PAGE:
Take the 2-minute tour ×
Stack Overflow is a question and answer site for professional and enthusiast programmers. It's 100% free, no registration required.

Let's take the following example code:

var ns = {}; // Some namespace

ns.Test = function()
{
    // Constructor of class Test
};

var inst = new ns.Test();
var className = hereIsTheMagic(inst); // Must return "ns.Test"

So I create a class named 'Test' in namespace 'ns' and an instance of this class named 'inst'. Now I want to find out the class name. How can I do this?

Up to now I solved this problem by giving each class a string property with the class name so I could use inst.constructor.className to access the class name. But if possible I would like to stop doing this because it is pretty error-prone when copy/pasting classes.

If there is no solution which works in all current browsers maybe there is at least some new feature in some future ECMAScript spec which provides access to class names?

share|improve this question
    
don't sure this is possible, but my question is why you trying to do this? Mostly it will ruin off your OOP –  Frizi Mar 16 '11 at 13:49
    
@Frizi: I can't speak for kayahr, but it can be useful for error reporting. –  T.J. Crowder Mar 16 '11 at 13:50
    
@Frizi: I need this primarily for object serialization/deserialization. I just found out that Safari supports a special displayName property which is used to name anonymous functions in the profiler. So maybe it's a good idea to use this, too. So first check for name and if this is not there then check for displayName which I have to set manually for all classes. –  kayahr Mar 16 '11 at 15:01
    
I use AS3, and it has a typeof operator to return the class name, so I have a Json.stringify method now that can handle circular references and stores all the object type names so it can revive the entire object graph back to its original state, complete with strongly-typed instances. It's compatible with JSON.NET too, so I can stringify something in Flash, send it to .NET and revive the instance on the server. Class definitions are mirrored on the server in .NET and a custom type resolver handles special type name mapping (e.g. AS3 'Object' revived as .NET 'System.Dynamic.ExpandoObject'. –  Triynko Aug 22 '13 at 21:52

1 Answer 1

up vote 8 down vote accepted

JavaScript doesn't have classes, it has constructor functions and the prototype chain. Together, they can look a bit like classes, but they really aren't. :-)

No, there's no standard way that hereIsTheMagic can find the string "ns.Test" in your example, not even in ECMAScript 5. For one thing, ns.Test may not be the only property referring to that function (what if you added ns.OtherTest = ns.Test;, for instance).

JavaScript does have the concept of functions having proper names, but there's no standard way to access the proper name of a function, and even if you could, the function you're calling ns.Test is anonymous. The property you've assigned it to on ns has a name (Test), but the function does not.

You could give the function a name:

var ns = {}; // Some namespace
(function() {
    ns.Test = ns_Test;

    function ns_Test() {
    // Constructor of class Test
    }
})();

...which is a good idea, because it helps tools help you, but there's no standard way for JavaScript code itself to get at that name. (Don't do ns.Test = function ns_Test() { ... };, though. It should work, but there are various implementations of ECMAScript that have various bugs related to it. More about that in the article linked above.)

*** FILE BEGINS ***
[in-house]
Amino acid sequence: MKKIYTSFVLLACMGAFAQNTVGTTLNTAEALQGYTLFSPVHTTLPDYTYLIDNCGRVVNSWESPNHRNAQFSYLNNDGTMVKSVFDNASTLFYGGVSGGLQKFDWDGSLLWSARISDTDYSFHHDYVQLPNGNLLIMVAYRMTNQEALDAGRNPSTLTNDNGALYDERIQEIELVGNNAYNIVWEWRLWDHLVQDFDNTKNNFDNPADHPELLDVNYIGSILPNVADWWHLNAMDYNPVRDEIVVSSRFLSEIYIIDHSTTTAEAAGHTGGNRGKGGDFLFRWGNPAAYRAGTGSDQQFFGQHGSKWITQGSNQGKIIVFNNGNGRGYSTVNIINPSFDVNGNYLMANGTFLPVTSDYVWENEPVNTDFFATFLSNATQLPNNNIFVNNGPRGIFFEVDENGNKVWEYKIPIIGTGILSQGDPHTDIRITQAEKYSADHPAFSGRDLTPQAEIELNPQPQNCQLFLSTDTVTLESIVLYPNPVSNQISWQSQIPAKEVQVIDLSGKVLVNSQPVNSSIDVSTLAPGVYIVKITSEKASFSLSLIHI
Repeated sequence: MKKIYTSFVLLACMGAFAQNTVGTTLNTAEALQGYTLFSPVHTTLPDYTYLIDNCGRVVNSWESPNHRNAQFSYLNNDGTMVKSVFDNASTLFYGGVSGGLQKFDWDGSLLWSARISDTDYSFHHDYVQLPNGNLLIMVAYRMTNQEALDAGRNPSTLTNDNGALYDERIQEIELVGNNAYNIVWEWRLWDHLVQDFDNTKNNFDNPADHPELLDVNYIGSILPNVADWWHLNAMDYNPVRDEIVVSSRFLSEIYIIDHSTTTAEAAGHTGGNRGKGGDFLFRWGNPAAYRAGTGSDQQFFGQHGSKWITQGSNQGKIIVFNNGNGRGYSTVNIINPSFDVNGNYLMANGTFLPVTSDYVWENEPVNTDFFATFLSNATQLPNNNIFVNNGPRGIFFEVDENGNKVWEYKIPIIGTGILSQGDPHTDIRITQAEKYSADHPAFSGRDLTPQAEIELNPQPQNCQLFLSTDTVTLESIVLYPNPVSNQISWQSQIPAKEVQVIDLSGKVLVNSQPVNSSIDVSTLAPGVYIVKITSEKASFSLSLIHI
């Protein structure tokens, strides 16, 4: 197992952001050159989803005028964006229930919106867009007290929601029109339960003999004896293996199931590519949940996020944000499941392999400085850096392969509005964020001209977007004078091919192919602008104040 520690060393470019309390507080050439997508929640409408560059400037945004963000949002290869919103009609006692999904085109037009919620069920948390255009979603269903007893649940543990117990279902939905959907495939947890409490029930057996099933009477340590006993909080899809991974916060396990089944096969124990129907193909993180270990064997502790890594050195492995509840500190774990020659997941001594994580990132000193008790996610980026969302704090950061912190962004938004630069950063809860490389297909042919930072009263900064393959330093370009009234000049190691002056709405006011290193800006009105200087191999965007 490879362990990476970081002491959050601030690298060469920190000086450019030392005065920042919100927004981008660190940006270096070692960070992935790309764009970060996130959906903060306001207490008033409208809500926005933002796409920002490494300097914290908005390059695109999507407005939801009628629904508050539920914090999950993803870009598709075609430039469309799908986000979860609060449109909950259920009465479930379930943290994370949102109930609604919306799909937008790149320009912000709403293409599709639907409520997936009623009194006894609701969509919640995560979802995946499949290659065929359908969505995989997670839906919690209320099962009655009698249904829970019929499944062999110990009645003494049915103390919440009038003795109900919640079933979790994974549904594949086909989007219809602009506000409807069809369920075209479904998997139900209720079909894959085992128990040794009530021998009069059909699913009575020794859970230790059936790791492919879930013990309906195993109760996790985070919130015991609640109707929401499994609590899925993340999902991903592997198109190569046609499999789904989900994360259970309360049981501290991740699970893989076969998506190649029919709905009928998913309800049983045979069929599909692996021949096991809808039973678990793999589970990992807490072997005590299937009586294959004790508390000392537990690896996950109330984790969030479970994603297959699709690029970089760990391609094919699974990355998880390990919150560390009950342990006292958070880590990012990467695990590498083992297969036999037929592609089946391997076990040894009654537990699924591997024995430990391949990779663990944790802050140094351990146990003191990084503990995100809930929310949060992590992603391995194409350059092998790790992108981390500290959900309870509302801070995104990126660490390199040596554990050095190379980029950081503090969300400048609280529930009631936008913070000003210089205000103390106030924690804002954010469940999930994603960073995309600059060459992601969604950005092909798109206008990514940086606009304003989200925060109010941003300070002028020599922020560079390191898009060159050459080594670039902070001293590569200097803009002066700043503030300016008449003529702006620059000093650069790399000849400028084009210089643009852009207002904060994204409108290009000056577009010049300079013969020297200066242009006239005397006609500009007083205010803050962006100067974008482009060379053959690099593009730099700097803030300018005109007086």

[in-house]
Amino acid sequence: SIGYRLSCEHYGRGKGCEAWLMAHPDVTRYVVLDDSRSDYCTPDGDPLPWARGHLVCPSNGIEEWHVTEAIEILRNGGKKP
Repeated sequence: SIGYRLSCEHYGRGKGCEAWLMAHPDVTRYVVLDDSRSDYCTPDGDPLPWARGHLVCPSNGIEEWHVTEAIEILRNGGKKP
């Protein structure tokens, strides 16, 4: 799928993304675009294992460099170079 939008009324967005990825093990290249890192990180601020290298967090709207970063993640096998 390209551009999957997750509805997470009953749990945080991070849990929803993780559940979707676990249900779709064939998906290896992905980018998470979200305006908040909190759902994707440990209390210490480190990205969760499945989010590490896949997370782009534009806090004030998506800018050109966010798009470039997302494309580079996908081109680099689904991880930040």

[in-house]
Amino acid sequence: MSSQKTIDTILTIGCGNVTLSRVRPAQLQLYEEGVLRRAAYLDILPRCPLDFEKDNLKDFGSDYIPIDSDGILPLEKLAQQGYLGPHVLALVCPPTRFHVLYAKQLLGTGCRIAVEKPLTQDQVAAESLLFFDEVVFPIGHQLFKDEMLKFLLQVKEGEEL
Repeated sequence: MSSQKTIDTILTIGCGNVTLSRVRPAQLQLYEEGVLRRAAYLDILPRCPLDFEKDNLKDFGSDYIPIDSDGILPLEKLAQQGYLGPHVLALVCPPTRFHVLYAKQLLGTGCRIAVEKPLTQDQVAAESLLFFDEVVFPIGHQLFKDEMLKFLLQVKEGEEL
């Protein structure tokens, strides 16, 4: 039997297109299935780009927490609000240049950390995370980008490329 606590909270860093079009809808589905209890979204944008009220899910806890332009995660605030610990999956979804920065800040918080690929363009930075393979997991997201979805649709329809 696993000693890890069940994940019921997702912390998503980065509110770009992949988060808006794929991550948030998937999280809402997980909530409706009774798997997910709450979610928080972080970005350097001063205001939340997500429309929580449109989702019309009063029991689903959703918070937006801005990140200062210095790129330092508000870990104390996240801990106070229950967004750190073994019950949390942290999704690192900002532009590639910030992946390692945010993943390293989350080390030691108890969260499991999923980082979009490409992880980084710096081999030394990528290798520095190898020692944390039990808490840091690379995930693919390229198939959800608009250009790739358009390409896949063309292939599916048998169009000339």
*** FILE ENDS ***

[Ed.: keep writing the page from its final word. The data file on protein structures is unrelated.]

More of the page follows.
Update: I probably should have said: There are non-standard ways to get at the proper name of a function (ns_Test in my example above).

The easiest of these is the name property on function instances, which is supported by many implementations, including:

  • Firefox's SpiderMonkey
  • Chrome's V8
  • Opera's engine (I don't know its name)
  • Safari's engine (including Safari mobile)

...so alert(ns_Test.name); would alert "ns_Test". But it is non-standard and not supported by any version of JScript (Microsoft's engine), not even the version used by IE9 (now finally released!). Here's a quick tester page: http://jsbin.com/oxuva3

Note that, again that's the proper name of the function (see my example above), not the name of the property you've assigned it to.

If name isn't there, you can use toString() on the function object, which may (or may not) return a string representation of the function (e.g., "function ns_Test() { ... }"). That's completely non-standard, but common on desktop browsers; it doesn't work on several mobile browsers, and probably a bad idea in any case. :-)

share|improve this answer
1  
Great explanation, T.J. :) I'll also throw in this compatibility table of mine, which lists some of the non-standard ES extensions (including function's name property) –  kangax Mar 17 '11 at 16:16
    
@kangax: Cheers! –  T.J. Crowder Mar 17 '11 at 16:28
    
Note that you can also add a name to a function expression: ns.Test = function ns_Test() { ... };. That name is also available via ns.Test.name. –  Axel Rauschmayer Feb 17 '12 at 21:55
1  
@AxelRauschmayer: You can in theory, but as I said in the answer, it's fraught with difficulty in the wild: blog.niftysnippets.org/2010/09/double-take.html | kangax.github.com/nfe –  T.J. Crowder Feb 17 '12 at 22:51

Your Answer

 
discard

By posting your answer, you agree to the privacy policy and terms of service.

Not the answer you're looking for? Browse other questions tagged or ask your own question.